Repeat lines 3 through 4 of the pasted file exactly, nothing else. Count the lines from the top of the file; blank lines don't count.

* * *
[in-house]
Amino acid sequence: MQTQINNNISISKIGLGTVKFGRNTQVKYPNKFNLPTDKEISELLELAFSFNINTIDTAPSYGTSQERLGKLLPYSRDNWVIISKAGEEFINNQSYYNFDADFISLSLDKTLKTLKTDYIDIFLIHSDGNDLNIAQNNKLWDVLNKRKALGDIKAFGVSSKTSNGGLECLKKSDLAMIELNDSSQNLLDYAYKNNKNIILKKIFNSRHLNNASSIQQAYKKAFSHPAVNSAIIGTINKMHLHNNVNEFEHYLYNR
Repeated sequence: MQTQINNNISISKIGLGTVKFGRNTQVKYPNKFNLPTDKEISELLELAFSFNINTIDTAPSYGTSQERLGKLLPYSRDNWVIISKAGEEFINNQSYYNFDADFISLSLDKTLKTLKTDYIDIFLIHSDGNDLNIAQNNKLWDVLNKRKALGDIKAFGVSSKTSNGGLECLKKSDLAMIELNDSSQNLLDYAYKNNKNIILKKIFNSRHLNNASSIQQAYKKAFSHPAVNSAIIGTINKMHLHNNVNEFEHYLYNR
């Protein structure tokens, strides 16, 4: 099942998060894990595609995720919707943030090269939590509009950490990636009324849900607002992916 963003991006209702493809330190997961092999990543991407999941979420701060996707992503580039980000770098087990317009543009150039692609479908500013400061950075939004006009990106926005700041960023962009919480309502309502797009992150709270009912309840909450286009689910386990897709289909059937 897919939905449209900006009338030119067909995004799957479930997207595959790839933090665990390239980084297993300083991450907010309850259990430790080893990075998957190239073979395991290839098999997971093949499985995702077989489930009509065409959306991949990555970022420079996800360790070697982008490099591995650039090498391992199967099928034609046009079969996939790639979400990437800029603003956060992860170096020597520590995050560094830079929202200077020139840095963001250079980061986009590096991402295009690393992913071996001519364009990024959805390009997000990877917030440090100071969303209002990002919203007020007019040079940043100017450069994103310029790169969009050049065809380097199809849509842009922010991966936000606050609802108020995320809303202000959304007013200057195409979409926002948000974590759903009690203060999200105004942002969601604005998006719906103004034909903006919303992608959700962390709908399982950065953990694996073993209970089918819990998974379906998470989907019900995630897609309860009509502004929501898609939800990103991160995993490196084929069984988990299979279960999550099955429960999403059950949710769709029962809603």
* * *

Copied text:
Repeated sequence: MQTQINNNISISKIGLGTVKFGRNTQVKYPNKFNLPTDKEISELLELAFSFNINTIDTAPSYGTSQERLGKLLPYSRDNWVIISKAGEEFINNQSYYNFDADFISLSLDKTLKTLKTDYIDIFLIHSDGNDLNIAQNNKLWDVLNKRKALGDIKAFGVSSKTSNGGLECLKKSDLAMIELNDSSQNLLDYAYKNNKNIILKKIFNSRHLNNASSIQQAYKKAFSHPAVNSAIIGTINKMHLHNNVNEFEHYLYNR
């Protein structure tokens, strides 16, 4: 099942998060894990595609995720919707943030090269939590509009950490990636009324849900607002992916 963003991006209702493809330190997961092999990543991407999941979420701060996707992503580039980000770098087990317009543009150039692609479908500013400061950075939004006009990106926005700041960023962009919480309502309502797009992150709270009912309840909450286009689910386990897709289909059937 897919939905449209900006009338030119067909995004799957479930997207595959790839933090665990390239980084297993300083991450907010309850259990430790080893990075998957190239073979395991290839098999997971093949499985995702077989489930009509065409959306991949990555970022420079996800360790070697982008490099591995650039090498391992199967099928034609046009079969996939790639979400990437800029603003956060992860170096020597520590995050560094830079929202200077020139840095963001250079980061986009590096991402295009690393992913071996001519364009990024959805390009997000990877917030440090100071969303209002990002919203007020007019040079940043100017450069994103310029790169969009050049065809380097199809849509842009922010991966936000606050609802108020995320809303202000959304007013200057195409979409926002948000974590759903009690203060999200105004942002969601604005998006719906103004034909903006919303992608959700962390709908399982950065953990694996073993209970089918819990998974379906998470989907019900995630897609309860009509502004929501898609939800990103991160995993490196084929069984988990299979279960999550099955429960999403059950949710769709029962809603």